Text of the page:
How do we know things? This question has been asked by scientists and philosophers for many years. In the case of medicine, we need to find the truth and apply it in ways that lead to improved health. That is our job. For many of us it is our duty and our passion. We seek truth so we can move forward to better ways of answering the really big question, "How do we heal?"
As I waited for my airplane to fly to an international meeting on bioregulatory medicine where I was speaking, I found the June 2011 edition of Scientific American. Besides a fascinating article on Quantum physics in biological systems, I fell in love with a concept called "citizen science." In an article on another subject there was an insert about how a university researcher interested in studying the death and disappearance of bees used everyday citizens to gather data and make a project possible that would have been far too expensive to consider using standard university methods.
This made me begin to ponder just how we got the idea that science was just for a small group of people? When did we begin believing that there were college professors who were somehow better able to ask and see answers? Of course people with advanced training have insight, but It is my personal believe that sometimes they are seriously biased and unable to see new things. I respect people with advanced education. Our world is much richer for their contributions, but I've also found that some discoveries in science have come from people outside that group.
Sometimes we need fresh vision. And sometimes we need inexpensive labor to pursue findings that a for-profit company would not examine.
My mother taught me that science was for everyone. It was an orderly way of investigating our environment and learning things that we could share with others to improve our lives. Recently, I was accosted by a denier of integrative medicine with this idea that normal doctors or clinicians should only use therapies that were proven, and that when a treatment wasn't fully proven, then it should be left for researchers. This idea that academics do research and clinicians simply operate like mechanistic monkeys didn't appeal to me. When I pointed out that much of our healing material in "conventional medicine" lacks the necessary research to be used in that model there was no response.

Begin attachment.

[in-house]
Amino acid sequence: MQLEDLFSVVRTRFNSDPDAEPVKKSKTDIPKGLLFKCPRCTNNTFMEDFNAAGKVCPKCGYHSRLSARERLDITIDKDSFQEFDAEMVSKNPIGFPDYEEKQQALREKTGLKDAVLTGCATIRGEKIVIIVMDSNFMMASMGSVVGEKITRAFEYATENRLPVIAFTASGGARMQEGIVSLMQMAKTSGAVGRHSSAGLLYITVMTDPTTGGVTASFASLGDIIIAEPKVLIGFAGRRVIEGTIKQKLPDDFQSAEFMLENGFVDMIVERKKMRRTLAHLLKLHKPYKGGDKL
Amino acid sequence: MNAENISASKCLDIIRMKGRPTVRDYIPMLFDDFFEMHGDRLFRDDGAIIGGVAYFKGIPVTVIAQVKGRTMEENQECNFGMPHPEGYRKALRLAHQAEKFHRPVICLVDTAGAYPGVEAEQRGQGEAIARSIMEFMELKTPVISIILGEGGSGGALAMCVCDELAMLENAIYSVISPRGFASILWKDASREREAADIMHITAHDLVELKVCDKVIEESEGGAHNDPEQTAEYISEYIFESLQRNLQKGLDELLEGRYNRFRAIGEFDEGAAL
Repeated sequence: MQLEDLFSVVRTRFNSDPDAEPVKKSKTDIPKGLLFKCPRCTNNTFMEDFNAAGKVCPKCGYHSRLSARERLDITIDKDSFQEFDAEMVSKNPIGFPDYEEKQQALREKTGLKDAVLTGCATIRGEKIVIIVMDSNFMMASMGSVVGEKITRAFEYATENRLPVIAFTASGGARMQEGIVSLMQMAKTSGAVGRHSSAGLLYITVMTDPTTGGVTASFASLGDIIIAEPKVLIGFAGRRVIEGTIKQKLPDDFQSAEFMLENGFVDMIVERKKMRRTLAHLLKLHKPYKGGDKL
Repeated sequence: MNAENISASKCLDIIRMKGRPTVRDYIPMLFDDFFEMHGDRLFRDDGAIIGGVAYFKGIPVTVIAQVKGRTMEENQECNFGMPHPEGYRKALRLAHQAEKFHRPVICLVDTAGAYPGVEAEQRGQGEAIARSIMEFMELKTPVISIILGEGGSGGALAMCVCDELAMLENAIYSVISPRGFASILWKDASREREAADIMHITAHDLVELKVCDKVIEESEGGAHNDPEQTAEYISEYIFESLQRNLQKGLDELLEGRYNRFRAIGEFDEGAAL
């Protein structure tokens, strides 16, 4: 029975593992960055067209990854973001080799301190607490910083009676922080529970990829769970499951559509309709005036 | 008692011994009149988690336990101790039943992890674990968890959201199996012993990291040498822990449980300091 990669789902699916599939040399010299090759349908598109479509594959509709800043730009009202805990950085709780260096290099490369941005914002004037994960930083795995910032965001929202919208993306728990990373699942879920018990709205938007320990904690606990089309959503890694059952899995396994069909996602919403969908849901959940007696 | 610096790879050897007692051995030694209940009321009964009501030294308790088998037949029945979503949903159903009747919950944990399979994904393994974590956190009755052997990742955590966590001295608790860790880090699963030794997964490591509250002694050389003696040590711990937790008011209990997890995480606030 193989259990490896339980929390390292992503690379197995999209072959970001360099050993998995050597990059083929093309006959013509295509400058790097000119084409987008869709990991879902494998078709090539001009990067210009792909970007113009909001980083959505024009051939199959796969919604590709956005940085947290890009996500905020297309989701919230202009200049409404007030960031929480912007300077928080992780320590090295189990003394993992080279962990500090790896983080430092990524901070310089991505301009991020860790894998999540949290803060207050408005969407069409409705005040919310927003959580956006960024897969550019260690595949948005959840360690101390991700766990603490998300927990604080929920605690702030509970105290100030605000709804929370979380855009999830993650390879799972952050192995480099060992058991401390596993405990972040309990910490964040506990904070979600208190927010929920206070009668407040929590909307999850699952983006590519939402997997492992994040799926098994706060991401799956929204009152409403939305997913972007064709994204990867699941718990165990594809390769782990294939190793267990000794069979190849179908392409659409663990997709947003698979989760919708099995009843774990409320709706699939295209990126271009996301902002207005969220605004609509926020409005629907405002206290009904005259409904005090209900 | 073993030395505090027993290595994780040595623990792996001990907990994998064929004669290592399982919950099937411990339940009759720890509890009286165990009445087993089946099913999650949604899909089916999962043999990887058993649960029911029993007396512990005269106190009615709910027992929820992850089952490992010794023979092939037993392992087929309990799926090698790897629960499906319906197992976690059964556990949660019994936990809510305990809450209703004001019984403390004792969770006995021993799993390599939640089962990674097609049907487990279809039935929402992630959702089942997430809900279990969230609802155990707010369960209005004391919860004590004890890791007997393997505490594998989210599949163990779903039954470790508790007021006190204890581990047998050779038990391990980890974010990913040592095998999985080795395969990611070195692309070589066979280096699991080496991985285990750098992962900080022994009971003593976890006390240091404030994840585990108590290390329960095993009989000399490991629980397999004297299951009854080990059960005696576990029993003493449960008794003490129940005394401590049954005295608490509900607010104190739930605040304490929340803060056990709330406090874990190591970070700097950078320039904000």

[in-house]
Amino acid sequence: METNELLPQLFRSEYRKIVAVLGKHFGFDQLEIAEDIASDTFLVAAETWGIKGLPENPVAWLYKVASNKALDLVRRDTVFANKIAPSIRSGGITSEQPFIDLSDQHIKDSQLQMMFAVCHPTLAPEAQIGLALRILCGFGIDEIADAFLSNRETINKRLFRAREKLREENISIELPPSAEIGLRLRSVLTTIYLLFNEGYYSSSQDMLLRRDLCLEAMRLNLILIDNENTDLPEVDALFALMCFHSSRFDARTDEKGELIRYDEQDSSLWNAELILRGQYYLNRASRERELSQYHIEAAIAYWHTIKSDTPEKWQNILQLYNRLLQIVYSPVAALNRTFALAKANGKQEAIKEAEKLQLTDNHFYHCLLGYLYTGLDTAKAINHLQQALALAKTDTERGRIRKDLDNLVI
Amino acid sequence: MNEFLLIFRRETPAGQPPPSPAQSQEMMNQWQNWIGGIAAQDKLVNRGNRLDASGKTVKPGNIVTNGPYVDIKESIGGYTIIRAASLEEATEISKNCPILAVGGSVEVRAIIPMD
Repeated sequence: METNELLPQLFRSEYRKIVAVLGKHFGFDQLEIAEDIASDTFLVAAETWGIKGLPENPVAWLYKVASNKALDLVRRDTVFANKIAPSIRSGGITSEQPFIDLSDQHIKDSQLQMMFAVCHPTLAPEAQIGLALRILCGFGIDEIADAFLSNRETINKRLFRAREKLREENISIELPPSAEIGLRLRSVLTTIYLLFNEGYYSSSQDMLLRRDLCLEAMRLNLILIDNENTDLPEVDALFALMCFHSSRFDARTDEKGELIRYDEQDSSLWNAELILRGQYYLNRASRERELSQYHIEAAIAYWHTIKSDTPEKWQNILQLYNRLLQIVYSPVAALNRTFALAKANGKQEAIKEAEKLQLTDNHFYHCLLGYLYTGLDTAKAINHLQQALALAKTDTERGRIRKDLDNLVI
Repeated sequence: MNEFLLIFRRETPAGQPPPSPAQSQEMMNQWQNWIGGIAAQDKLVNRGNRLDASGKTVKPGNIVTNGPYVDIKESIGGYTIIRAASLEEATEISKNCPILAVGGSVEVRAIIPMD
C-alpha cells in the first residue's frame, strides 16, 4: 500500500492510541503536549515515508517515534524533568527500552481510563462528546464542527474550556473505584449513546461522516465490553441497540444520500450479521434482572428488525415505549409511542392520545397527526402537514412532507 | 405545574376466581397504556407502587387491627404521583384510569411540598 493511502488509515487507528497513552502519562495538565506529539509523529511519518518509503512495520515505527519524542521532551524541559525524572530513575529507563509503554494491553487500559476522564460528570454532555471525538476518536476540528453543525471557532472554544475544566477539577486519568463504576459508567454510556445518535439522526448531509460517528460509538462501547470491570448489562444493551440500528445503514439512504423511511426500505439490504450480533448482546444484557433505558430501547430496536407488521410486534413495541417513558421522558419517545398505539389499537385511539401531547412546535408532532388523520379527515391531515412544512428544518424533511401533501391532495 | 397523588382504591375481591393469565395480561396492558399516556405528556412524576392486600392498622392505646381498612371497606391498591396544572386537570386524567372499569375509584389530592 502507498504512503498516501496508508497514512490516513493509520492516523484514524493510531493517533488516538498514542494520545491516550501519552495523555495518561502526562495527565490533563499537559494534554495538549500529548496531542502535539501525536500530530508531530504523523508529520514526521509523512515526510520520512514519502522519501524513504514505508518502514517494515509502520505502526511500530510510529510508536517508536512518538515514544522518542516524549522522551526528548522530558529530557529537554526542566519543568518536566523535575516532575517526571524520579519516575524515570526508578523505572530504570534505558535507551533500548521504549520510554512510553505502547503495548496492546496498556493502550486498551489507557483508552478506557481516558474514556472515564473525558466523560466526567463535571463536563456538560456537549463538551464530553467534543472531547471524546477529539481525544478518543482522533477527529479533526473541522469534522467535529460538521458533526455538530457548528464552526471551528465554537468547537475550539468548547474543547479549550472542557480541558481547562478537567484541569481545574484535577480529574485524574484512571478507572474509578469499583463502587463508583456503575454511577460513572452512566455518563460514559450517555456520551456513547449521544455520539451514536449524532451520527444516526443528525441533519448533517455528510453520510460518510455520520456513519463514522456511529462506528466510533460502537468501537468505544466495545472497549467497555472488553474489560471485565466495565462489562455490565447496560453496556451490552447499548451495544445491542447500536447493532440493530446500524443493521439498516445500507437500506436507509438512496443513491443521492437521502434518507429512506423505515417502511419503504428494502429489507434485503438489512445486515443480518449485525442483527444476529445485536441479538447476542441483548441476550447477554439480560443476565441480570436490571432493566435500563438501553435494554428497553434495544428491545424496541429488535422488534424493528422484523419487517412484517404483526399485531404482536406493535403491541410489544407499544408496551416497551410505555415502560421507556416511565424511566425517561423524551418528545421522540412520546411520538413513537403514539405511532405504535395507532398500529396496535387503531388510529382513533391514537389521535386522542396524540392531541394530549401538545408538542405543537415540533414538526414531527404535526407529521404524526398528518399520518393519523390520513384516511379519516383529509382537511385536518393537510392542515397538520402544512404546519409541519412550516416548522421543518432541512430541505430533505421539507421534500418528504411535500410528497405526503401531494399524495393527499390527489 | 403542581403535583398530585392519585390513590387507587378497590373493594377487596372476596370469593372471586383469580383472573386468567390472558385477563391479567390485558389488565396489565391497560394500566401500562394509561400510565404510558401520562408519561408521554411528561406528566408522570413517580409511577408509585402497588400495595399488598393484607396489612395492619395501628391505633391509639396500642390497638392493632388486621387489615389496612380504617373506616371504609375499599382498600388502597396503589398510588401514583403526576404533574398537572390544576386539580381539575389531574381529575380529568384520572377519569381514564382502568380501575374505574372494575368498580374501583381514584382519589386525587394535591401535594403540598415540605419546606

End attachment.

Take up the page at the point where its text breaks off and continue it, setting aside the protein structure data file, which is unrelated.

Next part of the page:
I believe that if a patient has a problem and there is no known solution, then it is the clinician's duty, and proper place, to seek out any options and discuss these with the patient's guardian. Ultimately, a good guardian will be doing the same thing, and thanks to the Internet we have much greater access to various bits of information. Doctors and patients are often seeking opinions from "Dr. Google," the problem is that she is not very discriminating and we need better ways to evaluate the information that comes from the Internet and other sources. This can make clinicians a bit crazy as clients descend upon us with a myriad of computer printouts promising the latest cure for cancer, but living things need access to information and we benefit from sharing that data. Of course it is best when this information is accurate because proceeding to treat with an ineffective therapy based on a false claim can delay or worsen a patient's chances of recovery.
So how do we balance this dilemma? Can we accelerate the flow of information and better evaluate that data so we can make advancement in medicine? Can we work cooperatively with all aspects of care in such a way that information can flow and develop in that process? I think we can.
Integration means "wholeness" -- it means that something is complete and unified. So many forces splinter our knowledge base today.
Part of integration requires ethical, truthful communication, and the funny thing is that generally this is good business. If a company produces an expensive drug, hides a major problem and then releases that drug to harm the public, it will invariably lose reputation. If a foreign herbal company puts Viagra or other toxic agents in an herbal formula, then they will be caught and discredited. And sadly, their dishonest efforts may end up tainting the reputation of ethical, honest and useful herbal companies. Sooner or later lies catch up to the group spreading them. Truth integrates. Untruth disintegrates. I suppose that is why all major religions teach truth as a way to a more desirable life and to health and happiness.